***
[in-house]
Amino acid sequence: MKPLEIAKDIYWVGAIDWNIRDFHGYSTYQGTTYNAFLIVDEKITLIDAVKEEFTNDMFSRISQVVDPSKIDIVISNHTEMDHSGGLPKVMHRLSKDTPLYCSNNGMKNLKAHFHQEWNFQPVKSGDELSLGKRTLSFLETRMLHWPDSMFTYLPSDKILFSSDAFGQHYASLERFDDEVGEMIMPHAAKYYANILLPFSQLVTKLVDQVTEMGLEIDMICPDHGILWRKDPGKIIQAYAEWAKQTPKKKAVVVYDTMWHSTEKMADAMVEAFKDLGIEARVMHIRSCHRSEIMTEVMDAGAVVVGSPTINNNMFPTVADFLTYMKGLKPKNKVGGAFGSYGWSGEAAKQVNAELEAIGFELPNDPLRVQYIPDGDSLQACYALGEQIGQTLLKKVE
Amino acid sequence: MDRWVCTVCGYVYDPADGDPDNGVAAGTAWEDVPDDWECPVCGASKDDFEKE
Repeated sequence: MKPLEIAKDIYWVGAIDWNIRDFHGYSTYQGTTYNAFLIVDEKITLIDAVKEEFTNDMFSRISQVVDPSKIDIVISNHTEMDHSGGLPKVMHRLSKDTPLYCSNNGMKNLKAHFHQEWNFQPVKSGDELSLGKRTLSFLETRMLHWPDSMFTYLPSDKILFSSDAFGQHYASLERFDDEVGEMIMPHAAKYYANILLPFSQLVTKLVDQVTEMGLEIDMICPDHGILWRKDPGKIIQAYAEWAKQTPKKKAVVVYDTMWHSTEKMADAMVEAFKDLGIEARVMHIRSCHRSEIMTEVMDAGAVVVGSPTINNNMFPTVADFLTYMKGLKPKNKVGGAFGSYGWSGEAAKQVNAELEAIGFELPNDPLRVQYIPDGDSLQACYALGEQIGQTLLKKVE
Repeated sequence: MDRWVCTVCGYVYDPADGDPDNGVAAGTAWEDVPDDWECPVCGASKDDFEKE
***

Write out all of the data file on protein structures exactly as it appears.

[in-house]
Amino acid sequence: MKPLEIAKDIYWVGAIDWNIRDFHGYSTYQGTTYNAFLIVDEKITLIDAVKEEFTNDMFSRISQVVDPSKIDIVISNHTEMDHSGGLPKVMHRLSKDTPLYCSNNGMKNLKAHFHQEWNFQPVKSGDELSLGKRTLSFLETRMLHWPDSMFTYLPSDKILFSSDAFGQHYASLERFDDEVGEMIMPHAAKYYANILLPFSQLVTKLVDQVTEMGLEIDMICPDHGILWRKDPGKIIQAYAEWAKQTPKKKAVVVYDTMWHSTEKMADAMVEAFKDLGIEARVMHIRSCHRSEIMTEVMDAGAVVVGSPTINNNMFPTVADFLTYMKGLKPKNKVGGAFGSYGWSGEAAKQVNAELEAIGFELPNDPLRVQYIPDGDSLQACYALGEQIGQTLLKKVE
Amino acid sequence: MDRWVCTVCGYVYDPADGDPDNGVAAGTAWEDVPDDWECPVCGASKDDFEKE
Repeated sequence: MKPLEIAKDIYWVGAIDWNIRDFHGYSTYQGTTYNAFLIVDEKITLIDAVKEEFTNDMFSRISQVVDPSKIDIVISNHTEMDHSGGLPKVMHRLSKDTPLYCSNNGMKNLKAHFHQEWNFQPVKSGDELSLGKRTLSFLETRMLHWPDSMFTYLPSDKILFSSDAFGQHYASLERFDDEVGEMIMPHAAKYYANILLPFSQLVTKLVDQVTEMGLEIDMICPDHGILWRKDPGKIIQAYAEWAKQTPKKKAVVVYDTMWHSTEKMADAMVEAFKDLGIEARVMHIRSCHRSEIMTEVMDAGAVVVGSPTINNNMFPTVADFLTYMKGLKPKNKVGGAFGSYGWSGEAAKQVNAELEAIGFELPNDPLRVQYIPDGDSLQACYALGEQIGQTLLKKVE
Repeated sequence: MDRWVCTVCGYVYDPADGDPDNGVAAGTAWEDVPDDWECPVCGASKDDFEKE